Development of Long-Life, Energy-Dense Batteries Using Alpha-Beta Emitting Isotopes/Isomers
Navy SBIR 2019.1 - Topic N191-041
ONR - Ms. Lore-Anne Ponirakis - loreanne.ponirakis@navy.mil
Opens: January 8, 2019 - Closes: February 6, 2019 (8:00 PM ET)

N191-041

TITLE: Development of Long-Life, Energy-Dense Batteries Using Alpha-Beta Emitting Isotopes/Isomers

 

TECHNOLOGY AREA(S): Nuclear Technology

ACQUISITION PROGRAM: PMS320, NAVSEA07, PEO Ships, PEO Carriers

OBJECTIVE: Develop long-life, energy-dense battery technology using alpha-beta emitting isotopes/isomers for Directed Energy, Unmanned Underwater Vehicles (UUVs), Unmanned Aerial Vehicles (UAVs), portable communication devices and satellites. Develop energy sources that have better size, weight, and power (SWaP) comparable or better than current military batteries.

DESCRIPTION: Present state of the art is LI batter technology. Chemical batteries are prone to short life times and degradation from heating. Isotope/Isomer batter technology could give longer life times without the hazards of chemical energy storage batteries. Affordable, reliable, and compact sources of power are needed to increase the capabilities of Naval forces. Conventional chemical batteries and fuel cells perform adequately for many applications; however, their longevity is limited by temperature, chemical instability, and integrity issues. Power sources based on weak nuclear force can operate in extreme environments such as space, arctic, and undersea, be fabricated into a miniaturized design, and do not need to be refueled if appropriate isotopes/isomers are utilized. Additionally, many isotopes can provide energy densities thousands of times greater than electrochemical batteries or fossil fuels. These isotope sources can be produced using linear accelerator technologies. This production technique is preferred over nuclear reactor isotope production.

The alpha- or beta-voltaic is analogous to photovoltaic technology except that instead of electron-hole pair formation caused by an incident photon, the pair is formed by alpha-beta particles which deposit energy into the semiconductor. Medical Isotope production using linear accelerators has been demonstrated [Ref 5].

PHASE I: Investigate the utility of different isotopes/isomers for energy storage with optimal half-lives to give the best energy gain over time. Identify best production method of obtaining isotopes/isomers and an initial design of a device, to include simulation of its release of stored energy from the isotope/isomer and generation and storage of power as a battery. Develop a Phase II plan.

PHASE II: Identify key optimal isotopes/isomers for various applications. Develop a prototype nuclear battery that has energy density greater than current chemically stored energy systems. Conduct laboratory tests to MIL spec S9310-AQ-SAF-010 [Ref 6] and demonstrations to evaluate performance of various configurations appropriate for different applications.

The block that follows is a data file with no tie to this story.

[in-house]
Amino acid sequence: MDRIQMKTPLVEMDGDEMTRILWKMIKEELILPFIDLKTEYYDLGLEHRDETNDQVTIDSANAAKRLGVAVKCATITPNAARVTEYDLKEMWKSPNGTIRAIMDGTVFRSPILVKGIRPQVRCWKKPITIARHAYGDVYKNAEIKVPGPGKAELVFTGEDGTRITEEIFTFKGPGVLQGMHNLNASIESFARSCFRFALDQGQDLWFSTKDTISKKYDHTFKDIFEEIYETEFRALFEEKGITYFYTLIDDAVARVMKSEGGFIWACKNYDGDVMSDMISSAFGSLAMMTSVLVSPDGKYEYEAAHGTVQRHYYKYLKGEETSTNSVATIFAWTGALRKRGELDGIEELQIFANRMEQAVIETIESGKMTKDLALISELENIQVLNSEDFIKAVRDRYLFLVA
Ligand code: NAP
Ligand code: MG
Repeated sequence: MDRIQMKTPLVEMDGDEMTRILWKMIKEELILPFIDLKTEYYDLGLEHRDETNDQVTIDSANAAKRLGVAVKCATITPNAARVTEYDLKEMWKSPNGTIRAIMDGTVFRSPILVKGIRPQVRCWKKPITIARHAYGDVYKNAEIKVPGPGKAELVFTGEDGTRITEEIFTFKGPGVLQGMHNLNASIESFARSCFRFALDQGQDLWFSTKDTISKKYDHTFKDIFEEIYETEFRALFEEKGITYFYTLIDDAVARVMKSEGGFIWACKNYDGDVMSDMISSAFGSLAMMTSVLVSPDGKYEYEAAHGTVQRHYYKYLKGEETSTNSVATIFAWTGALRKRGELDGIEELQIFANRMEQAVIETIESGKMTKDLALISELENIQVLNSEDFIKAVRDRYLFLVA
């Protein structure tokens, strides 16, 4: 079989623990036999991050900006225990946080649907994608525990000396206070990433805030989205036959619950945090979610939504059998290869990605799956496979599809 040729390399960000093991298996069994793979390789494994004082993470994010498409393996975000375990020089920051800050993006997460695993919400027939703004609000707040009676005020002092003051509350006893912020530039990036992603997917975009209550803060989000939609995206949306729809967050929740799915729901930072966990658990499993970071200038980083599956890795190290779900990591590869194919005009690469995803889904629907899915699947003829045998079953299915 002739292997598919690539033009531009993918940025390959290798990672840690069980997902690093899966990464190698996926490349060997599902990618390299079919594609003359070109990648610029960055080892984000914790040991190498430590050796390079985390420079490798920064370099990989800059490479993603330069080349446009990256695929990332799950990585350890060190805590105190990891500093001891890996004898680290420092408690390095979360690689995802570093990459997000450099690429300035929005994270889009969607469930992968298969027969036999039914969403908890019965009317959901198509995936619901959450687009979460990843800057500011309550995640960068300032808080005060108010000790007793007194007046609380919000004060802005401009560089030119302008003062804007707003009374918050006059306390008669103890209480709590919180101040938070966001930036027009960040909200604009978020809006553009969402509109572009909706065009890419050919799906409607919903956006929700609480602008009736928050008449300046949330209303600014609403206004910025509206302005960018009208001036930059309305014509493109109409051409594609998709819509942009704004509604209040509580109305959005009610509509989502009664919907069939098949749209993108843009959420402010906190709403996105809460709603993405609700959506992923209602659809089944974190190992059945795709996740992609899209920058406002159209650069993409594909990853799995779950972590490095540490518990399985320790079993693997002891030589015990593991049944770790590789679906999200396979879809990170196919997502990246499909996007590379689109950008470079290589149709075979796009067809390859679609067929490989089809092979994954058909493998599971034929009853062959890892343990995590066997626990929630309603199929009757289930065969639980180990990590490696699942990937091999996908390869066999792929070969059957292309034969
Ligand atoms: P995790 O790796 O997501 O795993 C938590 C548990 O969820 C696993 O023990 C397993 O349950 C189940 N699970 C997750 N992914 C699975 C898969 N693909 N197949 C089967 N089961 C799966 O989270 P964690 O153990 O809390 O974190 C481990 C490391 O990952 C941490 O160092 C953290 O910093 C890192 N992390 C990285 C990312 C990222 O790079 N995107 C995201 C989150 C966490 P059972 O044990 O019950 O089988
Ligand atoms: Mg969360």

PHASE III DUAL USE APPLICATIONS: Long-term demonstration of nuclear battery technology to power a laptop computer or other equivalent device over three to six months is the goal of this Phase. Design packaging that takes into consideration safety and environmental regulations defined in MIL spec S9310-AQ-SAF-010 [Ref 6] and minimizes cost, size, and weight while matching or exceeding current standards for chemical energy storage systems being used by Department of Defense or commercial entities. Commercialization could include use in cell phone, portable electronics, commercial satellites, and all computer technologies.

REFERENCES:

1. Litz, M.S. and Merkel, G. "Controlled extraction of energy from nuclear isomers." Proceedings of the 24th Army Science Conference, November 29-December 2, 2005. http://www.dtic.mil/dtic/tr/fulltext/u2/a433348.pdf

2. Carroll, J. J., Litz, M. S., Netherton, K. A., Henriquez, S. L., Pereira, N. R., Burns, D. A., and Karamian, S. A. "Nuclear Structure and Depletion of Nuclear Isomers Using Electron Linacs." AIP Conf. Proc. 1525, 586, 2013. http://aip.scitation.org/doi/pdf/10.1063/1.4802396

3. Chiara, C. J., Carroll, J. J., Carpenter, M. P., et al. "Isomer depletion as experimental evidence of nuclear excitation by electron capture." Nature 554(7691):216-218, February 2018. https://www.nature.com/articles/nature25483

4. Langley, J., Litz, M., Russo, J., Ray Jr., W. "Design of Alpha-Voltaic Power Source Using Americium-241 (241Am) and Diamond with a Power Density of 10 mW/cm3." ARL Technical Report, ARL-TR-8189, October 2017. http://www.arl.army.mil/arlreports/2017/ARL-TR-8189.pdf

5. Nuclear and Radiation Studies Board; “Committee on State of Molybdenum-99 Production and Utilization and Progress Toward Eliminating Use of Highly Enriched Uranium;” Washington (DC): National Academies Press (US); 2016 Oct 28.

6. Commander, Naval Sea Systems Command. NAVSEA TM-S9310-AQ-SAF-010, First Revision. “Technical Manual for Batteries, Navy Lithium Safety Program Responsibilities and Procedures.” 19 August 2004. https://www.public.navy.mil/navsafecen/Documents/afloat/Surface/CS/Lithium_Batteries_Info/LithBattSafe.pdf

KEYWORDS: Isotope; Isomer; Nuclear Battery; Energy; Excited states; Protons; Neutrons

TPOC-1:

Sarwat Chappell

Email:

sarwat.chappell@navy.mil

 

TPOC-2:

Quentin Saulter

Email:

quentin.saulter@navy.mil

 

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